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 Meningitis Alert 

 

SPOTLIGHT

UPDATE:  May 2, 2005, 8:00am....

ENCOURAGING NEWS:
Student is awake and is communicating. No further cases of meningitis have been reported and diagnosed. We will continue to post updates as needed.

UPDATE:  4/28/05, 1:00pm

The condition of the SRU student who contracted bacterial meningitis remains unchanged and remains at Allegheny General Hospital, Pittsburgh. No other changes in the situation have been reported.

UPDATE:  4/27/05, 3:45pm
The SRU student who contracted bacterial meningitis is now STABLE AND IMPROVING.  

SRU is following the Centers for Disease Control and Department of Health Protocols to locate and treat people in direct contact with the patient.

No further evidence of others with meningitis have been located. We continue to pursue all other direct contacts.

UPDATE:  
As of 9:30 a.m., April 27, 2005, condition unchanged. No other students have been diagnosed with meningitis. All known direct contacts with ill student received preventative treatment.

MENINGITIS ALERT:  A Slippery Rock University student living off-campus recently became ill and was evaluated at the Student Health Center on Tuesday, April 26, 2005. He was then sent to Butler Memorial Hospital via ambulance for further evaluation and treatment. The student was life-flighted to Allegheny General Hospital in Pittsburgh where he is in critical, but stable condition.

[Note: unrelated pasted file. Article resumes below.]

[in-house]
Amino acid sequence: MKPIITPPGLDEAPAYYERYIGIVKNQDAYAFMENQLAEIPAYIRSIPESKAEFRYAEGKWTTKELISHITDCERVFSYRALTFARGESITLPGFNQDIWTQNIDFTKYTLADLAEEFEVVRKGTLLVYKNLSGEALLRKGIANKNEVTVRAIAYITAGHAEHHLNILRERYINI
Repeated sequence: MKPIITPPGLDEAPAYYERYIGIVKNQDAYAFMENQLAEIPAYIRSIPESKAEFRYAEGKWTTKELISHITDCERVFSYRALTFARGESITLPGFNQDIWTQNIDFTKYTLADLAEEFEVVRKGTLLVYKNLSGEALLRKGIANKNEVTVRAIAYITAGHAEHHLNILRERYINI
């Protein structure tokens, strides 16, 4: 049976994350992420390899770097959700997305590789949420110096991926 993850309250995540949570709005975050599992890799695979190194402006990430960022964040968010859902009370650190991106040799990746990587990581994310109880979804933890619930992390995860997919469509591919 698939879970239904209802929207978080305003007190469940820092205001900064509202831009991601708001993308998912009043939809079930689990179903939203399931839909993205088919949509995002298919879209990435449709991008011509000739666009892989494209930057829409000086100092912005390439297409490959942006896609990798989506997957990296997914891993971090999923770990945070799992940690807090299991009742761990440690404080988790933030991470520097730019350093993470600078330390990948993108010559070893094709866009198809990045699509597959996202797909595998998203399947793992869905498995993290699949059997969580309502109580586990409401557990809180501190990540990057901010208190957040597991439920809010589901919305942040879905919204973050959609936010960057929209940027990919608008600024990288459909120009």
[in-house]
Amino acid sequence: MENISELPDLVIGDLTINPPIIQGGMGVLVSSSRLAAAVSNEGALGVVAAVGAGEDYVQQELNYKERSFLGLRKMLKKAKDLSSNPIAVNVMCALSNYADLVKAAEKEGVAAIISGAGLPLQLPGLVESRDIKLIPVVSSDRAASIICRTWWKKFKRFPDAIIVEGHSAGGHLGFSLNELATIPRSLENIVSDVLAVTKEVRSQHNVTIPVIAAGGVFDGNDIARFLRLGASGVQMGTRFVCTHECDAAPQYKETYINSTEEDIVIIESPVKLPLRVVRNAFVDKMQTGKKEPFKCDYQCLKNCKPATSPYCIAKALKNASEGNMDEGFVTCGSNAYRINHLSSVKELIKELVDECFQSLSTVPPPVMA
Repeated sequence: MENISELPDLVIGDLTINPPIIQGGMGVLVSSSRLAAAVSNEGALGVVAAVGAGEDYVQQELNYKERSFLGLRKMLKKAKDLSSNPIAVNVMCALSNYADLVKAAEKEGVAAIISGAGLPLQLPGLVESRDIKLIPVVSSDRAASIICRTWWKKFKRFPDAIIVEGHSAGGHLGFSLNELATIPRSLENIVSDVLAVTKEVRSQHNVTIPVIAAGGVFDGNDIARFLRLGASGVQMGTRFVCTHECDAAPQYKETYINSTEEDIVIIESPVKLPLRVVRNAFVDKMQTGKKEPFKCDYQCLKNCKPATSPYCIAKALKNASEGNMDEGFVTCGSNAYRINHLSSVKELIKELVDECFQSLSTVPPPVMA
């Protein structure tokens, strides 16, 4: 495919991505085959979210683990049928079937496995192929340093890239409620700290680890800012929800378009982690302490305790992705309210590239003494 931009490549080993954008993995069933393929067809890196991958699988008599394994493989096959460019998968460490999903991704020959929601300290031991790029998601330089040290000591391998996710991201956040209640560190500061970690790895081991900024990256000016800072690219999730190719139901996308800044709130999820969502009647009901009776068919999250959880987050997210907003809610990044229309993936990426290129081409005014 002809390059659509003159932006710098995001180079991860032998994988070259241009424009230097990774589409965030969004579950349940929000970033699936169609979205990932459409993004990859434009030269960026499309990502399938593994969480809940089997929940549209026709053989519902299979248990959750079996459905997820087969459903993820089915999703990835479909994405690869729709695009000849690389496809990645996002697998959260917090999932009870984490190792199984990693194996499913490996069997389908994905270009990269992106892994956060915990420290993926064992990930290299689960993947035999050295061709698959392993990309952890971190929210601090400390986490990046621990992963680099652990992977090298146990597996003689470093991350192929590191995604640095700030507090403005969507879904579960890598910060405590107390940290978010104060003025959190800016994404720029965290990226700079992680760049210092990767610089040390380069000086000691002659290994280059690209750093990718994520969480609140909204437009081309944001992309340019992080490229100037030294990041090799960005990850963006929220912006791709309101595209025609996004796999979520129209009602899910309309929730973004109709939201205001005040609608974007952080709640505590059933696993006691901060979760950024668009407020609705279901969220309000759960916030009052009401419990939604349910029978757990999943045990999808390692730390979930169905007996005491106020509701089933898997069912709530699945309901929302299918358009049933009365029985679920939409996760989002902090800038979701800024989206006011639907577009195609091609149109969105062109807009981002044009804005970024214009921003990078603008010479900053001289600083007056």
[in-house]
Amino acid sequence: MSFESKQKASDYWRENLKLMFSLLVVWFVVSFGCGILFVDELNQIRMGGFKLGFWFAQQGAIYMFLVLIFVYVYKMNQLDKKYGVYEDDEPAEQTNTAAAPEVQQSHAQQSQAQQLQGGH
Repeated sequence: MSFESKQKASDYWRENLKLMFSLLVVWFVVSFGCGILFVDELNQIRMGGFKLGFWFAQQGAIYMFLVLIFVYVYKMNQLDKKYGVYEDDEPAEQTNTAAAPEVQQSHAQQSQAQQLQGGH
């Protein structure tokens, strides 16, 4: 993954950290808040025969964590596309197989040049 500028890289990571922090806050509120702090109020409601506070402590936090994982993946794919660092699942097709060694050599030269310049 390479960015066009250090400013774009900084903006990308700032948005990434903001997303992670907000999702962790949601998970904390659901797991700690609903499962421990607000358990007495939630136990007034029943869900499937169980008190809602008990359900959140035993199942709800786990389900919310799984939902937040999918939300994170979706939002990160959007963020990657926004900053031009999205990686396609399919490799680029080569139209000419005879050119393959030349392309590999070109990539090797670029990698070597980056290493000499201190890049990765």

The SRU Student Health Center has been information by Dr. Sdique, emergency room physician at Butler Hospital that the student has bacterial meningitis. Those in close contact with him have been identified and are being treated.

A fact sheet about meningitis is available at the Student Health Center. MENINGITIS IS NOT SPREAD BY CASUAL CONTACT!  Healthy people can carry the meningitis bacteria in their respiratory system without actually having the disease. Typically, 15-25% of teenagers might carry this bacteria. Meningitis is spread by DIRECT CONTACT with respiratory and throat secretions (kissing, shared drinks) of an infected person. Fewer than 1% of household members contacting a person with meningitis will become sick with meningitis.

RISK OF EXPOSURE CAN BE REDUCED BY:

  • Frequent hand washing
  • Getting adequate rest, diet, exercise
  • Avoiding direct contact with others who have upper respiratory infections
  • Avoid smoking, stress, EXCESSIVE USE OF ALCOHOL

Further information about meningitis is available at this CDC site: http://www.cdc.gov/ncidod/dbmd/diseaseinfo/meningococcal_g.htm

 

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